More national parks urged to protect species

Tibetan antelopes are a flagship species in Sanjiangyuan National Park. CHINA DAILY

Experts have called for building more national parks to preserve wildlife and plant species as they have proved effective in protecting wildlife since the first five were established in 2021.

Zhang Zhengwang, a professor of bird conservation from Beijing Normal University, told the Second National Park Forum in Xining, Qinghai province, recently that 22 of the 64 pheasant species in China are facing severe threats to their survival, indicating a high proportion of endangered species. It is crucial to enhance protection and research efforts for these rare species by setting up more protected areas such as national parks.

The main threats include the loss of suitable habitats, illegal hunting, gene pollution caused by hybridization and the impact of bird flu and other diseases, he said.

"In recent years, we found that the conservation of pheasants has been successful, although the species are more active outside protected areas. Within the nature reserve areas, the species distribution density has been decreasing."

He suggested the establishment of more protected areas, especially national parks.

"Among the first five national parks, 30 pheasant species have been found, accounting for 40 percent of China's pheasant species. It means that the remaining 60 percent is yet to be included in national parks.

"It is hoped that the construction of national parks in the country can be stepped up, allowing for enhanced protection for pheasants and their habitats," he said.

In December, China identified 49 sites in 28 provinces where national parks could be established, the National Forestry and Grassland Administration said. China will complete the development of its national park system by 2035, when it will be the largest in the world in terms of coverage, biodiversity and public participation, the administration said.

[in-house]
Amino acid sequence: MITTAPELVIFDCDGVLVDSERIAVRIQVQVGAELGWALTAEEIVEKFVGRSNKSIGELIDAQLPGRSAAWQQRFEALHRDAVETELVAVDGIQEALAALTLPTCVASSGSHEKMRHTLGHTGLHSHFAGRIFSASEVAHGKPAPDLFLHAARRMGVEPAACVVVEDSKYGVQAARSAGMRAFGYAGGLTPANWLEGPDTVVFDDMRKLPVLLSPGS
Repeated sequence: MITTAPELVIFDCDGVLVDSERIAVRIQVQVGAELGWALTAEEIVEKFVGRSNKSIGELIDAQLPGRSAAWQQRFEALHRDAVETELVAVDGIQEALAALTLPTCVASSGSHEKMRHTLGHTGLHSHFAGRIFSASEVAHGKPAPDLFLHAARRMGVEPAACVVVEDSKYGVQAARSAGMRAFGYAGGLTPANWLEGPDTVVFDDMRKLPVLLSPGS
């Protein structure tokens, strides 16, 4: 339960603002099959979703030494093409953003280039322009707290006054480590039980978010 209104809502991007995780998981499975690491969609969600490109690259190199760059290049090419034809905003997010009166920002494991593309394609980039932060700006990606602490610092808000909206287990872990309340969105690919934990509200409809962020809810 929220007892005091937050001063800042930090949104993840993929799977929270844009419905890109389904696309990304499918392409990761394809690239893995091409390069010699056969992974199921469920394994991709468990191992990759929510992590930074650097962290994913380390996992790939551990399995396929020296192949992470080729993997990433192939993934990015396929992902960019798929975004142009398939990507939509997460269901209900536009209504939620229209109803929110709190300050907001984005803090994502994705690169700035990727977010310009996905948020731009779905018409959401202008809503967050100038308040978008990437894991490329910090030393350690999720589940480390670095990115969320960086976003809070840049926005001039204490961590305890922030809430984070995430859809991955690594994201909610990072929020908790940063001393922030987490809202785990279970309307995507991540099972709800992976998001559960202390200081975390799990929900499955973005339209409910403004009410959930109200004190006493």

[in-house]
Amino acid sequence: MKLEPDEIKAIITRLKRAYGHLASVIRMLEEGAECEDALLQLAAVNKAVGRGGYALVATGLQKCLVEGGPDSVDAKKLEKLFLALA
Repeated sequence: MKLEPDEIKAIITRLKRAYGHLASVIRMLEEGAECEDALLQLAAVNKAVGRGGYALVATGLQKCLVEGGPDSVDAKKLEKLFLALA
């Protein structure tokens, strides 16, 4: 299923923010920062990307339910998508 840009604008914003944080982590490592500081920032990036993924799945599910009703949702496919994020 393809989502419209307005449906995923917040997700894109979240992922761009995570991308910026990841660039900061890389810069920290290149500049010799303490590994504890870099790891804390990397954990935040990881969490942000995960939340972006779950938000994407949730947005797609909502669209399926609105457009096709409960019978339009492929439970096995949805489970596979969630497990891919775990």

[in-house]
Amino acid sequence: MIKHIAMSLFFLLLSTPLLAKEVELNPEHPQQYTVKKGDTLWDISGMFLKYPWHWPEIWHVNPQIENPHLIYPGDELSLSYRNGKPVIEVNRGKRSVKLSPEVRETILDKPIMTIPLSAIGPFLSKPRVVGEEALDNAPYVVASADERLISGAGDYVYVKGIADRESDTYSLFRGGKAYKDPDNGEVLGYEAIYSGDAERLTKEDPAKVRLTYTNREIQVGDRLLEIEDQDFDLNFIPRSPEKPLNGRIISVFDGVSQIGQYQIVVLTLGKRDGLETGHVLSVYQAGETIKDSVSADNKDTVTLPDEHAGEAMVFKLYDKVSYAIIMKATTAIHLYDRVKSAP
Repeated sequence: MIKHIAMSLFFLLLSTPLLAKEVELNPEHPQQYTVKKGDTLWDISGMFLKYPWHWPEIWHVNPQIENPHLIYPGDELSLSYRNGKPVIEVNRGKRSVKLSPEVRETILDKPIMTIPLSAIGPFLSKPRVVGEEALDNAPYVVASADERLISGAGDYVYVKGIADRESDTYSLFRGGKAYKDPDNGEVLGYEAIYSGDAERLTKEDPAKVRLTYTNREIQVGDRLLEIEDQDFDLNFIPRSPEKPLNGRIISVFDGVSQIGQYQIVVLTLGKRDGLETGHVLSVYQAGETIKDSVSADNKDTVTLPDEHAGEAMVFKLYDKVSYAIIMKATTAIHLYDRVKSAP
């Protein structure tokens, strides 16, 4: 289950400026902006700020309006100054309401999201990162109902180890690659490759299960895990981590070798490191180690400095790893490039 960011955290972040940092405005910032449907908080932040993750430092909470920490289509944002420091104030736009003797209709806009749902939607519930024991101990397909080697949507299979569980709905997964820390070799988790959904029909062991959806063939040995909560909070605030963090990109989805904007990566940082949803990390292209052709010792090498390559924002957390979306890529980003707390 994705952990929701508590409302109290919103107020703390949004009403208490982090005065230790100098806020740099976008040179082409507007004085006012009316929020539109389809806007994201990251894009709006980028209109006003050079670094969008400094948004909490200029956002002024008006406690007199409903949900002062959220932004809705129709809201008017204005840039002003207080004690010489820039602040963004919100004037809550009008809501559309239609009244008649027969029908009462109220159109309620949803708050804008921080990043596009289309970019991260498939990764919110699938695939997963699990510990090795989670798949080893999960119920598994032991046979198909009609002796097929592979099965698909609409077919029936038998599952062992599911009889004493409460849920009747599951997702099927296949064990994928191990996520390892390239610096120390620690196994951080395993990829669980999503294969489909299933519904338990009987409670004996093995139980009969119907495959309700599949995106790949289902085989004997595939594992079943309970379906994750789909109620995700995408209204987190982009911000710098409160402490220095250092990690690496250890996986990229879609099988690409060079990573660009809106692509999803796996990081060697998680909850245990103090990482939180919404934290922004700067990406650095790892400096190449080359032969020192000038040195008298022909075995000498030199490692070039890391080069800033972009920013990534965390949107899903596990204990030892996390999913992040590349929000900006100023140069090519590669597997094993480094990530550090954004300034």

In 2021, China announced its first five national parks including the Three-River-Source, Giant Panda, Northeast China Tiger and Leopard, Hainan Tropical Rainforest, and Wuyishan national parks. They have achieved positive results over the first couple of years, said officials and experts.

For example, Three-River-Source National Park in Qinghai province has achieved overall protection of the headwaters of the Yangtze, Yellow and Lancang rivers, the National Forestry and Grassland Administration said.

Chen Gang, secretary of the Qinghai Provincial Party Committee, told the forum that the estimated snow leopard population in the province has exceeded 1,200.As a top predator in the plateau food chain, the healthy survival of a snow leopard requires at least three to four hundred blue sheep in the lower food chain, which in turn requires at least 100 square kilometers of grassland.

"Behind the recovery of the snow leopard population lies the overall optimization of the natural ecosystem brought about by national park construction, which has had a profound impact on biodiversity conservation," he said.

"Previously, enterprises that came to invest in Qinghai were most interested in mineral resources. Now, companies are finding opportunities in environmental resources and green development," he said.

The changing mindset is driven by the profound transformation of comprehensive green development led by national park construction, he added.

Lyu Zhi, a professor from Peking University's School of Life Sciences, said that protecting flagship species such as the snow leopard preserves their habitats as well as other mammals and birds that live there.

Flagship species are more of a cultural and communication concept than a scientific one. The species usually attract more public attention and garner increased investment in protection.

The snow leopard inhabits the high-altitude regions of the entire Qinghai-Tibet Plateau while the giant panda, another flagship species, lives in the mountains of Southwest China next to it.

"The two flagship species inhabit areas that account for about 40 percent of the country's land area and a large number of other animals live in their habitat," she said.

The Giant Panda National Park, which covers over 70 percent of the animal's population, demonstrates one of the world's strongest conservation efforts, Lyu said.